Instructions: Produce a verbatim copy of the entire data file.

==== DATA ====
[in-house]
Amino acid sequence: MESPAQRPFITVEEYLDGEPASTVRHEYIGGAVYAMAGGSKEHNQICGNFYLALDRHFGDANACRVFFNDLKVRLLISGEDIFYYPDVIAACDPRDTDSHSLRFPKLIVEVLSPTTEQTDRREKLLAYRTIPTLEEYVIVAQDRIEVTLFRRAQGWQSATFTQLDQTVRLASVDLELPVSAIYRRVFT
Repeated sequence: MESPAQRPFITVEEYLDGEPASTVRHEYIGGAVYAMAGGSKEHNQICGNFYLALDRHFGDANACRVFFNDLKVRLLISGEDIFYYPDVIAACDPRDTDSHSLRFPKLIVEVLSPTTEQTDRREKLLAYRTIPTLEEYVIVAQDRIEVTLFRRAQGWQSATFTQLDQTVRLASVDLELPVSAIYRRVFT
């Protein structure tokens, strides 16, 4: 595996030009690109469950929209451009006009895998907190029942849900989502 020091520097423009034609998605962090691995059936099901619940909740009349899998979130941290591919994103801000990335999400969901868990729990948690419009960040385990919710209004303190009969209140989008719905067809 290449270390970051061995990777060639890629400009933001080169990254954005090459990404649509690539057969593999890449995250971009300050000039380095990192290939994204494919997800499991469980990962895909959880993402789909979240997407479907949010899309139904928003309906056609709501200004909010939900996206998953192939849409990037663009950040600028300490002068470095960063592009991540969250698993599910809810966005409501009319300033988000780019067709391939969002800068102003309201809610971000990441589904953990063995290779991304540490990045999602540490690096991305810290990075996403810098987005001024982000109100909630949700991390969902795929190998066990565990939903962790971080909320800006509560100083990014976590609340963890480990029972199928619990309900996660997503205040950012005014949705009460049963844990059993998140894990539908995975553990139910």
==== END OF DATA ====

[in-house]
Amino acid sequence: MESPAQRPFITVEEYLDGEPASTVRHEYIGGAVYAMAGGSKEHNQICGNFYLALDRHFGDANACRVFFNDLKVRLLISGEDIFYYPDVIAACDPRDTDSHSLRFPKLIVEVLSPTTEQTDRREKLLAYRTIPTLEEYVIVAQDRIEVTLFRRAQGWQSATFTQLDQTVRLASVDLELPVSAIYRRVFT
Repeated sequence: MESPAQRPFITVEEYLDGEPASTVRHEYIGGAVYAMAGGSKEHNQICGNFYLALDRHFGDANACRVFFNDLKVRLLISGEDIFYYPDVIAACDPRDTDSHSLRFPKLIVEVLSPTTEQTDRREKLLAYRTIPTLEEYVIVAQDRIEVTLFRRAQGWQSATFTQLDQTVRLASVDLELPVSAIYRRVFT
């Protein structure tokens, strides 16, 4: 595996030009690109469950929209451009006009895998907190029942849900989502 020091520097423009034609998605962090691995059936099901619940909740009349899998979130941290591919994103801000990335999400969901868990729990948690419009960040385990919710209004303190009969209140989008719905067809 290449270390970051061995990777060639890629400009933001080169990254954005090459990404649509690539057969593999890449995250971009300050000039380095990192290939994204494919997800499991469980990962895909959880993402789909979240997407479907949010899309139904928003309906056609709501200004909010939900996206998953192939849409990037663009950040600028300490002068470095960063592009991540969250698993599910809810966005409501009319300033988000780019067709391939969002800068102003309201809610971000990441589904953990063995290779991304540490990045999602540490690096991305810290990075996403810098987005001024982000109100909630949700991390969902795929190998066990565990939903962790971080909320800006509560100083990014976590609340963890480990029972199928619990309900996660997503205040950012005014949705009460049963844990059993998140894990539908995975553990139910």